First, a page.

A Global-Tech subsidiary called Pentalpha purchased a deep fryer in Hong Kong. SEB manufactured the deep fryer, and although it did not include U.S. patent markings, it was covered by a valid U.S. patent. Pentalpha proceeded to copy the design of the deep fryer and sell it under a variety of brand names in the United States. SEB sued, alleging Pentalpha intended to infringe on its patent because Pentalpha acted with deliberate indifference to the possibility that a valid patent existed. Pentalpha argued that the law requires actual knowledge of a patent in order to create liability for induced infringement. The district court instructed the jury that Pentalpha should be found liable if it “knew or should have known” that the deep fryer was covered by a valid patent, and the jury returned a verdict in favor of SEB. The Federal Circuit Court of Appeals affirmed the district court’s decision, and Pentalpha appealed to the Supreme Court.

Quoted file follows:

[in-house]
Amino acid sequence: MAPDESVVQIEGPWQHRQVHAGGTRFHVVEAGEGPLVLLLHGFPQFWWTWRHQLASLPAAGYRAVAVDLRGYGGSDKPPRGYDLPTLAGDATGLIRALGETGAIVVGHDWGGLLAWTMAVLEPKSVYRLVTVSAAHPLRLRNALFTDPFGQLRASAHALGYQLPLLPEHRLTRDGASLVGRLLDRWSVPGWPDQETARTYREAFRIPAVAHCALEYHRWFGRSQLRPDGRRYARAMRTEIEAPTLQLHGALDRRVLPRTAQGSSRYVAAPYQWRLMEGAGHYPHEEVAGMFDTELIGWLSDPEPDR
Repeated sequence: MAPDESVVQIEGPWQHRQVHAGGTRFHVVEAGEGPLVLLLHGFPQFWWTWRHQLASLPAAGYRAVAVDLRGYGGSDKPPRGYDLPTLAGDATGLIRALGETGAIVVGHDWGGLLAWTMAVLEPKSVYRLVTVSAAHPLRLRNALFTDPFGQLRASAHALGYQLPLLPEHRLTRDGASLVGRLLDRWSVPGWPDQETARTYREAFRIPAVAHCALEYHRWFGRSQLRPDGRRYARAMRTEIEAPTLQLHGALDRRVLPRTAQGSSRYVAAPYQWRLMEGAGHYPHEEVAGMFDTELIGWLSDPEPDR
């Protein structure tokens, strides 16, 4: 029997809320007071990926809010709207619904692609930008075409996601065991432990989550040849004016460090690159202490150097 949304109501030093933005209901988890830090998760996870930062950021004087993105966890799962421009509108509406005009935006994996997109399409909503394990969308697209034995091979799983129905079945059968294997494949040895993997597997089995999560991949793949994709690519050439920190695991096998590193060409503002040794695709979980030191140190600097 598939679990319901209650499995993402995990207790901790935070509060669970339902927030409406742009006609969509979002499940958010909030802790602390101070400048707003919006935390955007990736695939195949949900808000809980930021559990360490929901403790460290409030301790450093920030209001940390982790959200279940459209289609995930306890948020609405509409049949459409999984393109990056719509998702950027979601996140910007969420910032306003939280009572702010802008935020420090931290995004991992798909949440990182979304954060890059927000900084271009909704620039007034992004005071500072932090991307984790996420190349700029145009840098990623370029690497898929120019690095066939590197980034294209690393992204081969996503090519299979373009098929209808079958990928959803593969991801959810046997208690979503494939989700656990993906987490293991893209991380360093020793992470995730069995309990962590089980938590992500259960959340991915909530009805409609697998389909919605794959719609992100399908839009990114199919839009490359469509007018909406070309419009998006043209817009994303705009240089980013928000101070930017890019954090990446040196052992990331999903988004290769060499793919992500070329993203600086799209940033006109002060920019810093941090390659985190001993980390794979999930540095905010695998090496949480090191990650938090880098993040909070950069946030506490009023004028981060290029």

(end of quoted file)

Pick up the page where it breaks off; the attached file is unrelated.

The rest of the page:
Oral Argument is scheduled for February 23, 2011.

Leland Stanford Junior University v. Roche (Docket No. 09-1159)

The Supreme Court is asked to determine if a university employee can give away the rights to a patented invention, created with federal funds, without the university’s consent.